GSA Annual Meeting in Indianapolis, Indiana, USA - 2018

Paper No. 283-11
Presentation Time: 4:25 PM


PFEIFER, Lily S., Geology and Geophysics, University of Oklahoma, Norman, OK 73069, SOREGHAN, Gerilyn S., School of Geology and Geophysics, University of Oklahoma, 100 East Boyd St, Norman, OK 73019, POCHAT, Stephane, Laboratoire de Planetologie et GĂ©odynamiques, University of Nantes, Nantes, 44000, France and VAN DEN DRIESSCHE, Jean, Geosciences, University of Rennes, Rennes, 35042, France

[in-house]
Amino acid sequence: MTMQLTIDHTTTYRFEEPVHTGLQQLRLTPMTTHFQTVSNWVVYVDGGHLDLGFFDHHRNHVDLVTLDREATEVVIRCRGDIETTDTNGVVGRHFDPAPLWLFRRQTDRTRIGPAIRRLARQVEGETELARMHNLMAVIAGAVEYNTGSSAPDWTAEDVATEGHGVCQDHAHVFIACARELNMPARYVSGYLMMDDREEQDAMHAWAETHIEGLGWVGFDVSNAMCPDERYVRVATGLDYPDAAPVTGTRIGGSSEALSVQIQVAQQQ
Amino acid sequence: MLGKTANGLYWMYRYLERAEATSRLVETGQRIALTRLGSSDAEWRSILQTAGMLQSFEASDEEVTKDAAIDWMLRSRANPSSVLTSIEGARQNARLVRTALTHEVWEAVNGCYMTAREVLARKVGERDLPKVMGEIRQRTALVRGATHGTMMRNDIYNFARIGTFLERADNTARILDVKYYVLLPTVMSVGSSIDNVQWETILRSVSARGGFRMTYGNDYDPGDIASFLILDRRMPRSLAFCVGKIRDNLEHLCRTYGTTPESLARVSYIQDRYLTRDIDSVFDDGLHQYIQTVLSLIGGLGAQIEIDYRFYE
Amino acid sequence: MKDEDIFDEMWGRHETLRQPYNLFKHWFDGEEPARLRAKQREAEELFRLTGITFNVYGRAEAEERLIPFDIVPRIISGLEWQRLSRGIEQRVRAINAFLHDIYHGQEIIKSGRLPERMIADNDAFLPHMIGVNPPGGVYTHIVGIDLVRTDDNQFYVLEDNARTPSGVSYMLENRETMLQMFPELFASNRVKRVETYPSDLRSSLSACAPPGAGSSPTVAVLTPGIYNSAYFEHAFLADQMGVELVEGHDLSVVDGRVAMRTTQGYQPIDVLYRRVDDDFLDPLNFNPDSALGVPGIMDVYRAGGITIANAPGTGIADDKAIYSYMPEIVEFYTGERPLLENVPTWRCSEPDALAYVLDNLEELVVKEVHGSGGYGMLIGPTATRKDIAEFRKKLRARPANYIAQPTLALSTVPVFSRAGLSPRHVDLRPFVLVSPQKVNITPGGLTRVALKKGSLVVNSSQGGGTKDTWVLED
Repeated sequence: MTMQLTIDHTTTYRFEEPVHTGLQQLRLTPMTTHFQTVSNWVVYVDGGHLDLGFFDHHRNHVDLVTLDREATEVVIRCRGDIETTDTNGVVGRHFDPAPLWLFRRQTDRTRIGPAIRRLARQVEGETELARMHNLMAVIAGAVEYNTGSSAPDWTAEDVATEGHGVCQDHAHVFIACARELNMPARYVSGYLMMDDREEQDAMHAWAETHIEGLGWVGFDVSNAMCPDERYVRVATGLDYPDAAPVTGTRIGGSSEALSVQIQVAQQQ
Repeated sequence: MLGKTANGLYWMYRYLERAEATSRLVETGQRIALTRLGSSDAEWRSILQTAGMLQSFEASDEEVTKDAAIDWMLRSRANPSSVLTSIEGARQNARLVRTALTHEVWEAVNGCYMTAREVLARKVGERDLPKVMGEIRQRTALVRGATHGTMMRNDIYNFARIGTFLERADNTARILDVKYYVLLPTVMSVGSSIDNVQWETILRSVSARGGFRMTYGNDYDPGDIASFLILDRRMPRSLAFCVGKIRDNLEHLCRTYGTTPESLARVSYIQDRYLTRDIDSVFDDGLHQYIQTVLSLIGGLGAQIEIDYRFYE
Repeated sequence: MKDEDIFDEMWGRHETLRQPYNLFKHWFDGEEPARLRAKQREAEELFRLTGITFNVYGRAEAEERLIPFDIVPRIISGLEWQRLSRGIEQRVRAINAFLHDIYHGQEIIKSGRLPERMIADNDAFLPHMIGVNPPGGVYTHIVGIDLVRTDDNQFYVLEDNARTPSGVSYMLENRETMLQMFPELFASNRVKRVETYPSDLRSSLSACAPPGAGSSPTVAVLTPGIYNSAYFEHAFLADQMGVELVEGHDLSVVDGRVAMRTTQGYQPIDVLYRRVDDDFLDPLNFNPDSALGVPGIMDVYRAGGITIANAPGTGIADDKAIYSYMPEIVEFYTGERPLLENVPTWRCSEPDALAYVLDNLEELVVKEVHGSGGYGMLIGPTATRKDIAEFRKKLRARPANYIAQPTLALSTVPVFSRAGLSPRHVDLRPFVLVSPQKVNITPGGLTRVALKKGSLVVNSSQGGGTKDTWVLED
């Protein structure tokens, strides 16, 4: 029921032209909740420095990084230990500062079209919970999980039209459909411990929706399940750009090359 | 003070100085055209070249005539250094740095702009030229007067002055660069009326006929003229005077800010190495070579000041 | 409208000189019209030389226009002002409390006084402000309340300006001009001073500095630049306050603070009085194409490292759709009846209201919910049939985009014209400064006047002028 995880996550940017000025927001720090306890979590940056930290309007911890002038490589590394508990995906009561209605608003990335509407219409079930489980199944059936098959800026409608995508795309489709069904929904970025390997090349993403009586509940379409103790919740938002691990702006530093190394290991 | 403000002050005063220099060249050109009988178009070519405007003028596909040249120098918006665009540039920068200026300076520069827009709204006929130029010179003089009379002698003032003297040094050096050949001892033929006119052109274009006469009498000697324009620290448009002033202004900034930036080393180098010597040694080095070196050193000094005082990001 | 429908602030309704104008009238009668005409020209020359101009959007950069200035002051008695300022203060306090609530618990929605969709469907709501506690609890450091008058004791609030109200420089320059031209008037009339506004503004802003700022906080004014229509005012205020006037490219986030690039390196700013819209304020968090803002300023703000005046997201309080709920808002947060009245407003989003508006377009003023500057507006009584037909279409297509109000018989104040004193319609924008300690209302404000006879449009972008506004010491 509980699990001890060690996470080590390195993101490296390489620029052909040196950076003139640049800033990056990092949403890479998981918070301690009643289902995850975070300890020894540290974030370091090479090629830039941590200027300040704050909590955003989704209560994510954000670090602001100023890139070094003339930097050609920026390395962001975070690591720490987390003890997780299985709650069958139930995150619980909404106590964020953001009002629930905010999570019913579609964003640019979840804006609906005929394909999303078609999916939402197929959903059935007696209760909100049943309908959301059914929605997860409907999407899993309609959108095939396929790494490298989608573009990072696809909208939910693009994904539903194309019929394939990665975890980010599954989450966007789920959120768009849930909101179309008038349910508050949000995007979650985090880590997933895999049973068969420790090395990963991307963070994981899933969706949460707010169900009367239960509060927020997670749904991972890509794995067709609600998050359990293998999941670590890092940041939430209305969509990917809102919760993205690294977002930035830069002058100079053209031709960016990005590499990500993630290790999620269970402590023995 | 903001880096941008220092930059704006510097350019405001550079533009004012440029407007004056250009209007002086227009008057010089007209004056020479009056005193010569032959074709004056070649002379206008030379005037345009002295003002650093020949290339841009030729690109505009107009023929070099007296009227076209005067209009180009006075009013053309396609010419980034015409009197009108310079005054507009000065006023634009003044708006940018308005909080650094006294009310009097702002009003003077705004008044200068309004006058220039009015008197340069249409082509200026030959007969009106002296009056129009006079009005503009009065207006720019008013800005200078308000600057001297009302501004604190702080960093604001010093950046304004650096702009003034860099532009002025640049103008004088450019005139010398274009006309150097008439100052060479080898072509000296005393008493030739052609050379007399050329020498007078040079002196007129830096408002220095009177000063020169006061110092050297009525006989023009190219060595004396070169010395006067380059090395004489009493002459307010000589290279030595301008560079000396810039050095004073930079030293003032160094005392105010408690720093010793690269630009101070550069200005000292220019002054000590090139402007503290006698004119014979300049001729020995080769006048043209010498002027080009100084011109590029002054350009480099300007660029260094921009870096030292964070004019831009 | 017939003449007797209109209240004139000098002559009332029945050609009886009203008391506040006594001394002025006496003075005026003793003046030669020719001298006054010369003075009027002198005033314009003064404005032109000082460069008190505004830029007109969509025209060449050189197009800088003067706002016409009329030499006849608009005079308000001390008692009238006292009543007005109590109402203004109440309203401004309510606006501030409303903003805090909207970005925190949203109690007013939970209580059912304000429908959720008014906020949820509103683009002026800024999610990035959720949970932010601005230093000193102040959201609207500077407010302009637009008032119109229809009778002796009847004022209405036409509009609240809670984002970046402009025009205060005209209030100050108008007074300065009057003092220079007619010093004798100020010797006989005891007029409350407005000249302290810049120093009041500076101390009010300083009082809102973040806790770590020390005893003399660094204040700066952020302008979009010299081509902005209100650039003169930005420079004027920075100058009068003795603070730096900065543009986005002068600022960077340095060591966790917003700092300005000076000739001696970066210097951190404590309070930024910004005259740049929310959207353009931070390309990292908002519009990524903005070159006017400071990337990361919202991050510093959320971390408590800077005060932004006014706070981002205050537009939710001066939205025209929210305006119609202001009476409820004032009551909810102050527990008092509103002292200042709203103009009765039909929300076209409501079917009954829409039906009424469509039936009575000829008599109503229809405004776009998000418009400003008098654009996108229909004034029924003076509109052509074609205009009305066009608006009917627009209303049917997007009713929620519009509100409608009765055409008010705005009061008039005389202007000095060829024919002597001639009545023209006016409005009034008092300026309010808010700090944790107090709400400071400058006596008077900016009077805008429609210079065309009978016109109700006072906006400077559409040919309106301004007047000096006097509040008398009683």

Permocarboniferous strata of basins proximal to the Central Pangaean Mountains in France archive regional paleoequatorial climate during a unique interval in geological history (late Paleozoic Pangaean assembly, ice age collapse, megamonsoon inception). The voluminous (estimated 2 km) succession of exclusively fine-grained redbeds that composes the Permian Salagou Formation (Lodéve Basin, France) has been interpreted as recording either lacustrine or fluvial settings. We present preliminary field data to explore the hypothesis that these deposits record eolian transport, and ultimate deposition as either loess or in a shallow lacustrine environment. Fieldwork includes ~1000 m of section described at dm-scale, and magnetic susceptibility measured at 0.5 m intervals, from sections strategically located in both proximal and distal areas, and from all stratigraphic levels of the unit to assess spatial and temporal variations. These data indicate that the lower and middle Salagou Formation is dominated by internally massive, red mud-siltstone with no evidence of channeling. Up-section, a higher frequency of ripples, rare hummocky cross stratification, and mudcracks record the presence of shallow water, but with no channeling, nor units of grain size exceeding very fine-grained sand. Randomly-oriented slickensides at various localities in the mid-upper Salagou may represent incipient pedogenesis. The lack of evidence for channels and other fluvial features casts doubt on a fluvial interpretation. A lacustrine interpretation is consistent with local evidence of shallow water. However, in the absence of fluvial transport indicators, large volumes of entirely fine-grained material that were delivered to the Lodéve basin call for eolian transport, and thus a loess or shallow lacustrine interpretation. The documentation of voluminous paleoloess in eastern equatorial Pangea during the Permian could reflect the influence of glaciation associated with the Variscan highlands. Together with previous studies that detail Permian loess in western equatorial Pangea, this work impacts our understandingof the global Late Paleozoic climate system and presents a need to reevaluate modeling parameters (e.g. equatorial mountain glaciation, atmospheric dust loading).